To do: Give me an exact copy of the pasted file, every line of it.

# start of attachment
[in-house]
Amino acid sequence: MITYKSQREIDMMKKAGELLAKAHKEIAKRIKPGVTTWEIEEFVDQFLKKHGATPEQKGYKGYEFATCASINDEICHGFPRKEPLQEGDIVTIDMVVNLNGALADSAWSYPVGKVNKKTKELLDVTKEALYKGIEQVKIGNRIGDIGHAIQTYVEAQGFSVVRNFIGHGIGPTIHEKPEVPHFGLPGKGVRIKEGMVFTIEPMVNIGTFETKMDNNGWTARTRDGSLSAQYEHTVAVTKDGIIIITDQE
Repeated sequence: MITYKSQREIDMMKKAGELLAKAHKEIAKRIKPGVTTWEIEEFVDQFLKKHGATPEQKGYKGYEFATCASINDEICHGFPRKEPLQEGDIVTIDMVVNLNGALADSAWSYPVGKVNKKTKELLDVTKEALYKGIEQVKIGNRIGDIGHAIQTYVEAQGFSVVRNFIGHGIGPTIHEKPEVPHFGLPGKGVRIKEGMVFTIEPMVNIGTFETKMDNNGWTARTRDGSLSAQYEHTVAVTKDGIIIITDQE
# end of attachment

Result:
[in-house]
Amino acid sequence: MITYKSQREIDMMKKAGELLAKAHKEIAKRIKPGVTTWEIEEFVDQFLKKHGATPEQKGYKGYEFATCASINDEICHGFPRKEPLQEGDIVTIDMVVNLNGALADSAWSYPVGKVNKKTKELLDVTKEALYKGIEQVKIGNRIGDIGHAIQTYVEAQGFSVVRNFIGHGIGPTIHEKPEVPHFGLPGKGVRIKEGMVFTIEPMVNIGTFETKMDNNGWTARTRDGSLSAQYEHTVAVTKDGIIIITDQE
Repeated sequence: MITYKSQREIDMMKKAGELLAKAHKEIAKRIKPGVTTWEIEEFVDQFLKKHGATPEQKGYKGYEFATCASINDEICHGFPRKEPLQEGDIVTIDMVVNLNGALADSAWSYPVGKVNKKTKELLDVTKEALYKGIEQVKIGNRIGDIGHAIQTYVEAQGFSVVRNFIGHGIGPTIHEKPEVPHFGLPGKGVRIKEGMVFTIEPMVNIGTFETKMDNNGWTARTRDGSLSAQYEHTVAVTKDGIIIITDQE